Plain City Mayor Darrin Lane is asking village council to allow him and possibly citizens, to carry a concealed weapon inside city hall. Currently, even permit holders are not allowed to carry weapons into village buildings. Council currently holds its public meeting in the Pleasant Valley Fire District station house. Weapons are prohibited in the building with a second sign specifically prohibiting guns.
(Journal-Tribune photo by Mac Cordell)
Plain City Mayor Darrin Lane has asked village council for permission to carry a gun in city hall.
“A lot of the things we deal with, when people come in, are delicate,” Lane said.
He said people can be upset when they come to the village offices and he would like to be able to protect himself.
Currently, the village prohibits guns in village hall or any municipal building even if the carrier has a concealed carry permit. Guns are allowed in Pastime Park and a change to state law earlier this year means visitors and village employees with a permit to carry a concealed weapon are allowed to bring guns onto village parking lots and leave them locked in their personal vehicles.
Council President Pro-Tem John Rucker said council cannot create a special standard for the mayor.
“I think if we are going to let you carry, we ought to allow any citizen to,” Rucker said. “No citizen is better than any other.”
Lane agreed and said anyone with a concealed weapons permit should be allowed to carry a gun in the village hall.
Plain City Police Chief Dale McKee asked if citizens would be allowed to bring guns to council meetings. Currently council meets in the Pleasant Valley Joint Fire District Station, which prohibits weapons, however council has expressed interest in eventually moving the meetings back to village hall.
The mayor looked at village solicitor Paul Lafayette and acknowledged that he and his firm have advised against allowing guns in the village hall.
“Nothing against your firm, but I am not willing to put my life in the hands of your firm,” Lane said.
Lafayette said he is an attorney and lawyers, “live in worst case scenarios.”
Kennedy said it was the mayor who was living in the worst-case scenario. He said no one has ever been threatened with a gun in village hall and while it could happen, it has never in the past. He said if everyone planned for the worst possible scenario each day, no one would ever leave their home.
He said it is the presence of a gun that escalates the possibility of that worst-case scenario.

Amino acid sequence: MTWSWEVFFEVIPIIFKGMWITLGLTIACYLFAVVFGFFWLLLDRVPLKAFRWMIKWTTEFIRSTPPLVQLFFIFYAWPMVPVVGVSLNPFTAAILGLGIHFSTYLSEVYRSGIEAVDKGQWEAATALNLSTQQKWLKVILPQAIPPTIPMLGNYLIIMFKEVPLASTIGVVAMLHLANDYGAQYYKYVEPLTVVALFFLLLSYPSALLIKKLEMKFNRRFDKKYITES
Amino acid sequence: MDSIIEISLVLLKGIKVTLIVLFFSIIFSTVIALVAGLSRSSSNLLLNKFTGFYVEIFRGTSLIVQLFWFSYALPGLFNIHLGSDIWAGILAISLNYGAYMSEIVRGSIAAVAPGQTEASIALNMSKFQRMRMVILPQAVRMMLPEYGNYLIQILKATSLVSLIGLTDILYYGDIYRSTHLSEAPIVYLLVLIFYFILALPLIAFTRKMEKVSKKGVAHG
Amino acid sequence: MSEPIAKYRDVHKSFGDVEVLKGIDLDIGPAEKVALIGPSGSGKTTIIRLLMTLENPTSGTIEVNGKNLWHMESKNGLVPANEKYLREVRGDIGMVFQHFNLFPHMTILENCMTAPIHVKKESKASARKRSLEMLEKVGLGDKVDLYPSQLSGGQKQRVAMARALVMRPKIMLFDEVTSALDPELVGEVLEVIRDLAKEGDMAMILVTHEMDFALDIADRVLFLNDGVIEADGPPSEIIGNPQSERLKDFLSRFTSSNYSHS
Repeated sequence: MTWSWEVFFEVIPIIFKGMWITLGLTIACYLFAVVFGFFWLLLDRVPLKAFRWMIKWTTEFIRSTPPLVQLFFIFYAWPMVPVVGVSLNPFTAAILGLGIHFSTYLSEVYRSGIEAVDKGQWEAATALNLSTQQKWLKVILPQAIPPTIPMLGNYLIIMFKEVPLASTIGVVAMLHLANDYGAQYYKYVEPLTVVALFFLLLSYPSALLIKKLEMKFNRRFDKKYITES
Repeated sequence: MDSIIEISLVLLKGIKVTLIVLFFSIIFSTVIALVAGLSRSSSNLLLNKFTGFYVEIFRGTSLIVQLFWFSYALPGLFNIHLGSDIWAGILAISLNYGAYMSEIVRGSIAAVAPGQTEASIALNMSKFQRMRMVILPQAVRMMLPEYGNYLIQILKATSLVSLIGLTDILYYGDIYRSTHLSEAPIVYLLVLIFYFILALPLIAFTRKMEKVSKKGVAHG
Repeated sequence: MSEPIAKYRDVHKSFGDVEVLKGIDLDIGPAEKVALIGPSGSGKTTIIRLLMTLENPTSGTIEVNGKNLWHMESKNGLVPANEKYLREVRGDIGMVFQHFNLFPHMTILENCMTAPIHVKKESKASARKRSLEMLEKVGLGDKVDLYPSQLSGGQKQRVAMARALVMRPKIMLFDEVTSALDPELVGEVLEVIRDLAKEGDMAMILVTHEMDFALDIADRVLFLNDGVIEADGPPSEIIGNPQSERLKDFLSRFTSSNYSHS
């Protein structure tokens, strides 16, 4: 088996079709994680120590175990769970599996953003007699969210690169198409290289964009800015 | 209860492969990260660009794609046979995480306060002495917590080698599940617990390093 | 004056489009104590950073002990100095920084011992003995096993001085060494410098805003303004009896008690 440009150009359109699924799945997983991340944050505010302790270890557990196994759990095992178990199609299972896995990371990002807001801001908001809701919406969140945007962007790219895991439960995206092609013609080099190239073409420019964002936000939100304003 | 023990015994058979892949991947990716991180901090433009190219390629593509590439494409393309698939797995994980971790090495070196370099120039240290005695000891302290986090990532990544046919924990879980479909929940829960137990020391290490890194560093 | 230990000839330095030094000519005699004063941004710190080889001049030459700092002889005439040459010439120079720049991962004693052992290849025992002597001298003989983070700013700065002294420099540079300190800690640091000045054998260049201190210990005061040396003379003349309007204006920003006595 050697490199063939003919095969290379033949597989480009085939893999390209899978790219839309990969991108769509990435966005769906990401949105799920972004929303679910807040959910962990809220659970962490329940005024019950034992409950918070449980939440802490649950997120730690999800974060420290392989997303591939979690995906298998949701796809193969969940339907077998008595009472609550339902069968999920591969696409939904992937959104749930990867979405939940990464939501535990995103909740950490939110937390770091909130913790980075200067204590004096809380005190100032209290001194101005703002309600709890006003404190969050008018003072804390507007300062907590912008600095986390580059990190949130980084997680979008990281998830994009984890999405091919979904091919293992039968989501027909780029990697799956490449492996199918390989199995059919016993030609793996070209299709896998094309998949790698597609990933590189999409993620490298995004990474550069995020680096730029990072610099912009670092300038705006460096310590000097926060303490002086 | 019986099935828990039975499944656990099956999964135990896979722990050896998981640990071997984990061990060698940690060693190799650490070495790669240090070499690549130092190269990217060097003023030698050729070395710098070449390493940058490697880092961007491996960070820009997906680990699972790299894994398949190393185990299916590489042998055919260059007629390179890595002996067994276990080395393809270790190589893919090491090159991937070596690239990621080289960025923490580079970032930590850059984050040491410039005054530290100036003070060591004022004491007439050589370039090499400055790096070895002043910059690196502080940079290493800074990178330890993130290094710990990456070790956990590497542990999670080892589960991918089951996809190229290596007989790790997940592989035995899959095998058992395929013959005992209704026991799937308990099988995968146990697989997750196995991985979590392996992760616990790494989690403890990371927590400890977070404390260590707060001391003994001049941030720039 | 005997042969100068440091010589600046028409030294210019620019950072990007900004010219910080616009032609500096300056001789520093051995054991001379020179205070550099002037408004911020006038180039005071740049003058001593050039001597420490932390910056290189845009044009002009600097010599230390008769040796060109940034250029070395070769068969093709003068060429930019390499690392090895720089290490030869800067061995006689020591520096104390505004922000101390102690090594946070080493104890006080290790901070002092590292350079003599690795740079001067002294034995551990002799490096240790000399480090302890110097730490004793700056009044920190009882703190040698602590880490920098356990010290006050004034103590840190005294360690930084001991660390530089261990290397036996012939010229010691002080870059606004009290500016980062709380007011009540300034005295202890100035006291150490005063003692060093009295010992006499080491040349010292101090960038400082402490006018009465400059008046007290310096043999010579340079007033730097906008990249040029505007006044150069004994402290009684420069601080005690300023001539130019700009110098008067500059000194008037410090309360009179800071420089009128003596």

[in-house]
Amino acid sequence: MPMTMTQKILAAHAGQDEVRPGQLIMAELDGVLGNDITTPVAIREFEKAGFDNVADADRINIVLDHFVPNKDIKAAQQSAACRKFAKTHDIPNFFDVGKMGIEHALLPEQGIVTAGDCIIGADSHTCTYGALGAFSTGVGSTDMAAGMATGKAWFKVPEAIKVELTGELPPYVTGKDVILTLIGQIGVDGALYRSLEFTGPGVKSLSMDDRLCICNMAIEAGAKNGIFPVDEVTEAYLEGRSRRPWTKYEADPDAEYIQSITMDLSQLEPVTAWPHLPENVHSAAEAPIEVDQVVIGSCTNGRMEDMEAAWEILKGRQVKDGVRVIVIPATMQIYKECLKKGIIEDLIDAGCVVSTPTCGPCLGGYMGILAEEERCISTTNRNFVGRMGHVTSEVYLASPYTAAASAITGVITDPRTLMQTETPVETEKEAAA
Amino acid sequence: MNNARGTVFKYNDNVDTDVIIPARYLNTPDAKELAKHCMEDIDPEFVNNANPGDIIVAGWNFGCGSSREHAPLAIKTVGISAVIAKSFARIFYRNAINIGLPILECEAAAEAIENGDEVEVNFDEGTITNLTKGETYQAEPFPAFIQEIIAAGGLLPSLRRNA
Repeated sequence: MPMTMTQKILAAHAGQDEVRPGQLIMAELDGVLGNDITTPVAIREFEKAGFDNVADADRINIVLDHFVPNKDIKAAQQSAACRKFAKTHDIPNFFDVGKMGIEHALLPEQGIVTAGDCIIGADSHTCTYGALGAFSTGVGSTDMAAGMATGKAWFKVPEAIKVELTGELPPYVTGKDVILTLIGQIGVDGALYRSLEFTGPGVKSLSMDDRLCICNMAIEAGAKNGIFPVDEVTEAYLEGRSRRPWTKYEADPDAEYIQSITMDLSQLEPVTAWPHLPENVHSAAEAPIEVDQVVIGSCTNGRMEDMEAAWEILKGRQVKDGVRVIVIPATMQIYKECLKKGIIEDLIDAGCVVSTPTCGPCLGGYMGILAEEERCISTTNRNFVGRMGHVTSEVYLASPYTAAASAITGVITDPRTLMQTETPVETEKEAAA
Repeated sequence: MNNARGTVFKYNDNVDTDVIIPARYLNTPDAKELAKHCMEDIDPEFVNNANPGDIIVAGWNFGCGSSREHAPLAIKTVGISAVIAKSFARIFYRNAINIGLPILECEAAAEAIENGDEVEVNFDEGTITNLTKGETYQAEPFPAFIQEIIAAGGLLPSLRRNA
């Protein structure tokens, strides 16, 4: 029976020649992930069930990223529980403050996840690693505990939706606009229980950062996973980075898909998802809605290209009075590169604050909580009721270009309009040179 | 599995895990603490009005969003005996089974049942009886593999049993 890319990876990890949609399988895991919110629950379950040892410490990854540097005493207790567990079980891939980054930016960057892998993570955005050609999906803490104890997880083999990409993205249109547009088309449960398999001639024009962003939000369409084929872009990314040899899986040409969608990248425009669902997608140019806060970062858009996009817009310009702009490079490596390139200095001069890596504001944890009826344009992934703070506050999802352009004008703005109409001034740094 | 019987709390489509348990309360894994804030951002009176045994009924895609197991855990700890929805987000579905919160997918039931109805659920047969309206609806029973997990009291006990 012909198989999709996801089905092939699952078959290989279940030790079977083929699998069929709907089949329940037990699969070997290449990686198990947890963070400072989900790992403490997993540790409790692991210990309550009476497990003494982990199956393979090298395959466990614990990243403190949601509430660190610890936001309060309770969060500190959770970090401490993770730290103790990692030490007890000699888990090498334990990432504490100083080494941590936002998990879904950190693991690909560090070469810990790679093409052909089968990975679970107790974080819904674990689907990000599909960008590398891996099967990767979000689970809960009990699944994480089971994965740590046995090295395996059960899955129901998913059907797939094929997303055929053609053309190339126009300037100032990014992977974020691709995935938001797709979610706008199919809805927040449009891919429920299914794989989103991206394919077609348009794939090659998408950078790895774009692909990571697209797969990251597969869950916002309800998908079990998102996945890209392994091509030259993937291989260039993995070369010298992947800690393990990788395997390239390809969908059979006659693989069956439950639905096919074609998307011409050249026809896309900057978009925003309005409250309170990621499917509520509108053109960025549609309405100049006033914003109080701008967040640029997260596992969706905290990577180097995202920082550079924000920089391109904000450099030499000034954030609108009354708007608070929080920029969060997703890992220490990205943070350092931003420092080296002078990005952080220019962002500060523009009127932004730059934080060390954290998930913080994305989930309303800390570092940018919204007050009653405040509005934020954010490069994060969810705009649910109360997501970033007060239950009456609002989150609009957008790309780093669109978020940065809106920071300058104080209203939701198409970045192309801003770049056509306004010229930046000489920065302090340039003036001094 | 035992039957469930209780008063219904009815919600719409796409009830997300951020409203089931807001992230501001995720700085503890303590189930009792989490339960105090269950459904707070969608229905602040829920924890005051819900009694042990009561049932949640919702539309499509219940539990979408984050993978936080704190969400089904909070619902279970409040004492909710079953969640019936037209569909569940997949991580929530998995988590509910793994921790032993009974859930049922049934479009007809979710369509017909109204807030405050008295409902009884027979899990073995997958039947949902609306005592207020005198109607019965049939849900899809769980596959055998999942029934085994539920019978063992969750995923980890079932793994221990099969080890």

“The more readily available a firearm is, whether it is you or a citizen, you increase the risk,” Kennedy said.
Council members question if the village could be held responsible for a tragedy. Lafayette said because it is legal for permit holders to carry a concealed weapon, the villages exposure likely wouldn’t change.
Lafayette said the village needs to see how the move could impact liability insurance. Village Fiscal Office Renee Sonnett said she does not know if the insurance would even cover the guns in the office.
Council did not make a decision on the matter and Sonnett said she would look into the options.
In other news:
– Council member Nick Kennedy suggested the village stop spraying for mosquitos.
“Mosquitos can be much better controlled through education than by spraying chemicals into the air,” Kennedy said.
Council member Leslie Perkins asked if the chemicals that control mosquitos are detrimental to bees. Vaughn said it could harm bees. Rucker, who has a beehive at his home, told council that he has asked the spraying be done after dark near his home.
“Once they are in the hive, it doesn’t really bother them,” Rucker said.
Vaughn said the village pays about $3,000 a year to spray for mosquitos. He said the village has one more spraying for the season.
“I’d like to see us end it,” Kennedy said.
Council members asked Kennedy to forward information about mosquito spraying. Council agreed to discuss the matter at its Aug. 28 meeting.
– Resident Eric Medicci asked council about a potential agreement with Columbus for water and sewer services.
“Everything that I have heard is based on the assumption of a number of houses being built,” Medicci said.
Village officials have said they expect that in 20 years the village will grow from 1,646 taps to about 8,000 if they contract with the city of Columbus. Based on those numbers, officials say contracting with Columbus will save the village about $191 million over the next 20 years compared to using Marysville water and sewer.
Medicci said assuming development will happen, has gotten the village into financial difficulty in the past.
Village officials said the growth is based on projections, but the savings could be scaled to the growth so even if the village does not grow the way engineers anticipate, Columbus is still the better option for the village.
He asked how Marysville and Columbus compared if tap fees were taken out of the equation. He said as a water customer, the actual utility rates were his biggest concern.
“It would be a lot less expensive if we went with Columbus over Marysville,” Lane said.
Rucker explained that while the village anticipates the growth, it is trying to hedge against a downturn in the economy. He said if all the growth occurs as expected, building its own water and sewer facilities is the best option for the village. He said using Columbus is the most responsible financial option for the village and its residents.
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